A key takes the very intentional actions of inserting the key into the ignition
Inserting a key into one’s ignition arguably shows a level of possible intent on the way to driving that merely possessing a pushbutton key fob does not. With that in mind, my Westlaw search of the phrase “‘18.2-266’ [the Virginia DWI code section] and push! /2 button” yields only one written judicial opinion, which is from Judge Robert Smith of the Fairfax County Circuit Court, incorrectly ruling that merely possessing a key fob for a push button car (whether or not the fob even is for that particular car) satisfies the Sarafin element of merely having a key in the ignition. Virginia v. Lopez, 90 Va. Cir. 413, 2015 WL 10521525 (2015). (The criminal defense lawyer who argued for Lopez was David Bernhard, who two years later joined Judge Smith on the Fairfax County, Virginia, Circuit Court bench).
The Virginia legislature has the opportunity to update the DUI statutory law to not make it a crime to sit in the driver’s seat when the engine is off
The best way to reverse this Nelzon-Enriquez-Sarafin state of affairs is for the Virginia legislature to amend the commonwealth’s DWI statute to clarify that merely sitting in the driver’s seat of a car whose engine is not engaged (and the engine should not be considered engaged merely if the lights or radio or on) does not constitute driving nor attempting to drive, even when the key is in the ignition or the fob for a pushbutton car is on the suspect’s person.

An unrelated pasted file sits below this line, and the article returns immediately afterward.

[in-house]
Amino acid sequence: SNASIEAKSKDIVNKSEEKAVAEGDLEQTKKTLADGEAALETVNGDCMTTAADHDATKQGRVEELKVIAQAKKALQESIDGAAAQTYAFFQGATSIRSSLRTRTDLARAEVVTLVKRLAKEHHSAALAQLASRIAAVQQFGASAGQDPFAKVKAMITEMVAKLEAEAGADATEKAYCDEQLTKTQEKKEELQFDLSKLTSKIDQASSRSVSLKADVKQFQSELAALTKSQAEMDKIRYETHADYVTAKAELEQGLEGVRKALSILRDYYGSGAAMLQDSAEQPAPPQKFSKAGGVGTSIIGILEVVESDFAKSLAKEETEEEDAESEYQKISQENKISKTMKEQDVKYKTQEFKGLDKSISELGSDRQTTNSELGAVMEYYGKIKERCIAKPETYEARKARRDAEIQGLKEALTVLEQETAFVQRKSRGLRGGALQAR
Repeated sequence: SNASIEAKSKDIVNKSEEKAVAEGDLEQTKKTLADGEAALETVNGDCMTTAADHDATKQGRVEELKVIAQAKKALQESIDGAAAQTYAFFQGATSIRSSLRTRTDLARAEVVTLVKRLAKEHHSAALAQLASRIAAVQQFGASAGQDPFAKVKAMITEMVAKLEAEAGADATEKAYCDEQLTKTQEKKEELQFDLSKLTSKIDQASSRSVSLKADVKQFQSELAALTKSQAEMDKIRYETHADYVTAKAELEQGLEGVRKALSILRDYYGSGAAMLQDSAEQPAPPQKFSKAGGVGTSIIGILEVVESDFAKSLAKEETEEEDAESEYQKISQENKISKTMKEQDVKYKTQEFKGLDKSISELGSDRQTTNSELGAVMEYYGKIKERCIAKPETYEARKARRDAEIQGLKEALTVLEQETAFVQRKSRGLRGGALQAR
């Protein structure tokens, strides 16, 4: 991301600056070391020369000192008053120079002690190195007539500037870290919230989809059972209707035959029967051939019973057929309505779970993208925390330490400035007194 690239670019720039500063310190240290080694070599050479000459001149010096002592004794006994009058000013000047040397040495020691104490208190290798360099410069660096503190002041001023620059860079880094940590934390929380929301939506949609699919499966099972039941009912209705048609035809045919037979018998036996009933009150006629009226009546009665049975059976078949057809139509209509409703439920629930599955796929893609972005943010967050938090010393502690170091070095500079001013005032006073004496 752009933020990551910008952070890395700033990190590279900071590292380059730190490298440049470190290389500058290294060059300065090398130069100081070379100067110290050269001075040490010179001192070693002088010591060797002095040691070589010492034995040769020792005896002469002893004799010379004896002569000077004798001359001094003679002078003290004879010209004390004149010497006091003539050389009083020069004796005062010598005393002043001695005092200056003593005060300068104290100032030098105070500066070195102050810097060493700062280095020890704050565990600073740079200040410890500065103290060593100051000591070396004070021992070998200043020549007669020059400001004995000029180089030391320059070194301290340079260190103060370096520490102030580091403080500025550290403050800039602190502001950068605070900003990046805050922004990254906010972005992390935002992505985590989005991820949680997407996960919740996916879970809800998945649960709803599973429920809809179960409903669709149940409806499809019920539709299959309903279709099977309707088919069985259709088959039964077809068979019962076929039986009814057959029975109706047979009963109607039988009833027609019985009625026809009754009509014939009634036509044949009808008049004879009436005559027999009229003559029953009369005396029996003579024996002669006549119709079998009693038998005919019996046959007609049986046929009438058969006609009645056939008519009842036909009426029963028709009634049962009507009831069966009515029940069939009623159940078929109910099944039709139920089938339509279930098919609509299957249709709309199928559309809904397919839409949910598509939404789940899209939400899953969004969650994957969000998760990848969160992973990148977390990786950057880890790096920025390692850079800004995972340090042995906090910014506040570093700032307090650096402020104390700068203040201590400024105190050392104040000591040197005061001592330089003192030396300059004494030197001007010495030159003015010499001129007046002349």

Virginia’s DUI law needs to be overhauled
Virginia’s DUI law and nationwide DUI laws need overhauling, both to better protect criminal suspects’ and defendants’ liberty, and to foster better respect for the criminal law of the commonwealth. As it stands, the Virginia DWI law is so watered down that a person risks being convicted for DUI by merely being asleep behind the wheel of a parked car with the key in the ignition (or possessing a pushbutton fob — if a judge follows the improvidently-decided Lopez Fairfax Circuit Court case addressed above — after consuming enough alcohol to noticeably affect the person’s appearance or behavior. That is not driving. That is not drunkenness, nor is that even being buzzed. That is a severely diluted definition of anything even remotely approaching drunkenness.
Adding insult to injury is that a conviction under such a watered-down Virginia DUI law — whether with or without a pushbutton vehicle — becomes a predicate for an even harsher sentencing and suspended driving state of affairs should the convicted DWI defendant next get convicted again for committing DUI within ten years of committing the same offense. Mothers Against Drunk Driving (MADD) may be very organized and influential and love this watered down state of affairs, but we Virginians have a voice, and can organized to reduce such nonsense in the DUI law.
Fairfax DUI lawyer / Virginia criminal attorney Jonathan L. Katz pursues your best defense against felony, misdemeanor and DWI prosecutions. Call 703-383-1100 to schedule a confidential consultation with Jon Katz about your court-pending criminal or DUI case.